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From Graphic Artist to Nurse Researcher: Associate Research Scientist Carolyn Sun Focuses on Improving Global Health


A former graphic artist, Carolyn Sun ’15, PhD, didn’t immediately know nursing was her calling. Graduating with a BA in art, she held an office job designing brochures and flyers for civil engineering construction projects. It wasn’t long, though, before she discovered her passion for nursing, earning her doctorate at Columbia Nursing.


As an Associate Research Scientist, Sun focuses on translational research, working with nurses both locally and globally to identify and address clinical nursing and midwifery research priorities. She is also part of Columbia School of Nursing’s “Linking to Improve Nursing Knowledge” (LINK program) to bridge the gap between academic research and clinical practice.

What made you want to pursue a career in nursing?

Actually, I didn’t know I wanted to be a nurse right away. In fact, I used to be a graphic artist for a civil engineering company. So, I really did and do love art. You can even see some of my own personal paintings hanging in my office now.


But, going into the office every day and sitting there — I just felt like I wanted to do something more altruistic. This ambivalence certainly showed when I went for a college counseling interview about my intended major. I was divided between art and nursing. Ultimately, I chose art. However, I soon realized I really wanted to make a difference and help people.


That’s when I asked my friends who were nurses if I could shadow them. I was sold – I decided to go back to school for nursing, which was the best career move I ever made.

What made you want to earn your PhD in global health nursing and why did you select Columbia Nursing for your doctoral education?

My motivation for pursuing a PhD in global health nursing came from my father. Growing up, my dad who was an electrician by profession but a jack of all trades—good at construction, plumbing and pretty much anything—had always gone on mission trips that needed a handyman or help. For instance, he might go build an orphanage in Romania or a school in Mexico. I would go with him sometimes, and it really opened my eyes to global disparities.


As for why I chose Columbia Nursing, there were two reasons: first, was the school’s world-renowned reputation; and second, there was a real emphasis on global health and understanding health disparities.

How do you view the role of a nurse scientist and how does Columbia Nursing foster nursing science?

There’s been an ongoing discussion about what a nurse scientist is. This discussion stems from people realizing that nurses, being the providers who spend the most time with patients, are the obvious choice for conducting research to improve nursing practice and patient outcomes. They speak to patients and their families and through that process gain a holistic view of their health. I see a nurse scientist as being that critical piece between knowledge and practice.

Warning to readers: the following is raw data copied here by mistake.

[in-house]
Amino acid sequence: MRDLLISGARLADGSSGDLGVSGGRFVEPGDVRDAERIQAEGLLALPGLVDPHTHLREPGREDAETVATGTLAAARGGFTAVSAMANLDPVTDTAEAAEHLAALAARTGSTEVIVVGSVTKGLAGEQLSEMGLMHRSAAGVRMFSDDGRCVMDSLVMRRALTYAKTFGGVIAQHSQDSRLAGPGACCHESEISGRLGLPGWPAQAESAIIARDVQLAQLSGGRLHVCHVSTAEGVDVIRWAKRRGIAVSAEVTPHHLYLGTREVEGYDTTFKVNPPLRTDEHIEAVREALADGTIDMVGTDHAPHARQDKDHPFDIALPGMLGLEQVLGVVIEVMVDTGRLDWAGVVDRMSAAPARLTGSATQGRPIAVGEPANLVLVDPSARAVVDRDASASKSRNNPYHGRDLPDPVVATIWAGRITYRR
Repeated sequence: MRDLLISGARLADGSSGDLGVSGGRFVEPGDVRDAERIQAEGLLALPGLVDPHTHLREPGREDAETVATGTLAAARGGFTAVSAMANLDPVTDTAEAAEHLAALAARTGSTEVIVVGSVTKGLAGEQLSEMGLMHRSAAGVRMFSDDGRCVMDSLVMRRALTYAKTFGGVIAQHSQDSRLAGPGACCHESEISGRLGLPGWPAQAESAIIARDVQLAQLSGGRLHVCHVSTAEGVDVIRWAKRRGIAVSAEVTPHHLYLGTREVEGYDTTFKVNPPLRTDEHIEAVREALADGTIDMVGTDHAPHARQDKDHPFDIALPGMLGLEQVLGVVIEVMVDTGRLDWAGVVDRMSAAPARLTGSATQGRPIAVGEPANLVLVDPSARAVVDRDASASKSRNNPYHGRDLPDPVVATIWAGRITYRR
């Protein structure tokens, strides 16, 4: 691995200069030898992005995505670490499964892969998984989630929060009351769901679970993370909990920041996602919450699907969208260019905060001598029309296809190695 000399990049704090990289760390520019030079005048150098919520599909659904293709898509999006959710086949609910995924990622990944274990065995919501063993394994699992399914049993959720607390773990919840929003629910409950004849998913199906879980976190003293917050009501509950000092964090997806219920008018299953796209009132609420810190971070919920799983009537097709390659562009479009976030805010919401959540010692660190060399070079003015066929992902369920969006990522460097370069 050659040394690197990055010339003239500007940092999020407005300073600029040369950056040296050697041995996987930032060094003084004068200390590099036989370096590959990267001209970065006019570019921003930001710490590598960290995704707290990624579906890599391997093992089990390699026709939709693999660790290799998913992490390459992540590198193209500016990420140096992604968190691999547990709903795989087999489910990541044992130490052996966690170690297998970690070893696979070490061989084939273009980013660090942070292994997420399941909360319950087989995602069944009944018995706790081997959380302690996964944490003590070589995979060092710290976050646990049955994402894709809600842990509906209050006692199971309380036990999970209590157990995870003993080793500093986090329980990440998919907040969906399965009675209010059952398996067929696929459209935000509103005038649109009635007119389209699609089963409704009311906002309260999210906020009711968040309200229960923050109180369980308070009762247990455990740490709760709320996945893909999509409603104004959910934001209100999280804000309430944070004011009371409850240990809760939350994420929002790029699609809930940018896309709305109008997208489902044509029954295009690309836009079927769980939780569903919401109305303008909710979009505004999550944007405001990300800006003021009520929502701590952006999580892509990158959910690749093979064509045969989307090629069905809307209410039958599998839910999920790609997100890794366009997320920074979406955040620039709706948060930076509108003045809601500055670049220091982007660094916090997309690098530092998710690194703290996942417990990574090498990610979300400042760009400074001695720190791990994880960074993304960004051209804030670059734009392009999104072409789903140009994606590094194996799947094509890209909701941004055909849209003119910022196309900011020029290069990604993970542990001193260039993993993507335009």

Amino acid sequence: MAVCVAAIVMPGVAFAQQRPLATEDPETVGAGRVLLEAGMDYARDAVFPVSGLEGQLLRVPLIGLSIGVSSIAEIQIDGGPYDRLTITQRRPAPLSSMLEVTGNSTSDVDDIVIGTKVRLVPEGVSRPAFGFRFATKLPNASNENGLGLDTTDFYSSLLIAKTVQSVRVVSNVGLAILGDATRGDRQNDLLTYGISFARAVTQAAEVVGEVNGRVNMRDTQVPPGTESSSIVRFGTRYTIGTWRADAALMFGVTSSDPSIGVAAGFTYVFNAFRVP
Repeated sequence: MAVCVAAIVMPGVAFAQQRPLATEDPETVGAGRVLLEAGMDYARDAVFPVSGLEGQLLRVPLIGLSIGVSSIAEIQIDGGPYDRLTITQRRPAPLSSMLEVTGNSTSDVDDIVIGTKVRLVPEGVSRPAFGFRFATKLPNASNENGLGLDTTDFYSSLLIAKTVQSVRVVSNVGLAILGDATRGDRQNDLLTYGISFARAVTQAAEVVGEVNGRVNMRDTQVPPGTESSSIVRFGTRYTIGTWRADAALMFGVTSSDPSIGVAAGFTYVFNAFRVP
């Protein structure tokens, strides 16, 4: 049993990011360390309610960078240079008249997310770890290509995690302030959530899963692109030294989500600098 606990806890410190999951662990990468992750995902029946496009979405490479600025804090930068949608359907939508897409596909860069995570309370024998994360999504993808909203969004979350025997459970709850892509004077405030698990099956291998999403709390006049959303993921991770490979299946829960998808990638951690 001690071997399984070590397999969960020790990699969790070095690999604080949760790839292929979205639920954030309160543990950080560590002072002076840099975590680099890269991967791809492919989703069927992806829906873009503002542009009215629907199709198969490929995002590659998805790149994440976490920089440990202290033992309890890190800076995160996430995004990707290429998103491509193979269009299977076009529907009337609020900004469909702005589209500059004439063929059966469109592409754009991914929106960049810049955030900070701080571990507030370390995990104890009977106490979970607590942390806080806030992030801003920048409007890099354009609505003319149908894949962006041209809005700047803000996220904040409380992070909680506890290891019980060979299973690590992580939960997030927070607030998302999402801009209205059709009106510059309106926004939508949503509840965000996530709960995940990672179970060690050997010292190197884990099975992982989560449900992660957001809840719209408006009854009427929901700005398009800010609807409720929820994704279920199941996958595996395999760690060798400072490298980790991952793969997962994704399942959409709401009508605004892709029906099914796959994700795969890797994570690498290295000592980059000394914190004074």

For me, Columbia Nursing is a great place to be a nurse scientist, given the joint appointment I have with Columbia Nursing and NewYork-Presbyterian Hospital. In this role, I help clinical nurses who are interested in research conduct their own studies. I also identify research priorities to better implement culturally sensitive and clinically relevant nursing practices.

Much of your research has focused on trying to better understand clinical nursing and midwifery research priorities, particularly in Africa and the Middle East. What drove this research focus and what have your findings been?

Research should but isn’t always directed at the most critical priorities or knowledge gaps. That is why it’s important to identify research priorities as a first step, which wasn’t being done in those parts of the world.


In addition, interventions should be country specific. For example, the interventions that would apply in the U. S. don’t translate to war-torn countries or places where people don’t have clean running water. I found that research and the practice that follows must be circumstantial and contextual to be effective.

Congratulations, again, on your research grant, entitled “Writing to Improve Nursing Science in Malawi (WINS in Malawi),” being the first grant funded by Columbia University School of Nursing’s new Global Development Fund. Can you elaborate on the outputs of the intended research and why Malawi was chosen?

We’ve been working with Kamuzu College of Nursing in Malawi for quite a while. Recently, the school suffered a serious financial blow when the Malawian government chose to defund public schools like Kamuzu. The school wanted to improve its financial situation through increasing research and identifying grant sources.


We had done a WINS workshop before and felt Kamuzu was the perfect candidate. Though much of the faculty were PhD holders, they had little published research, which would preclude them from serious grant consideration. So, Associate Professor of Nursing Maureen George, PhD, and I decided we should replicate the WINS workshop.


We’re planning to have Kamuzu faculty work in teams and write three systematic reviews that we will workshop so that they are publishable; we will also help them during the publication submission process. We’ll then start working on Specific Aims pages for grants that they’ve identified they want to pursue.

Would you like to add anything else?

In essence, we’re all the same. We’re all nurses, and we all want to have current, applicable, locally and culturally sensitive evidence. That through-line in our work—that shared goal of translating our science to patient care—is what keeps us connected.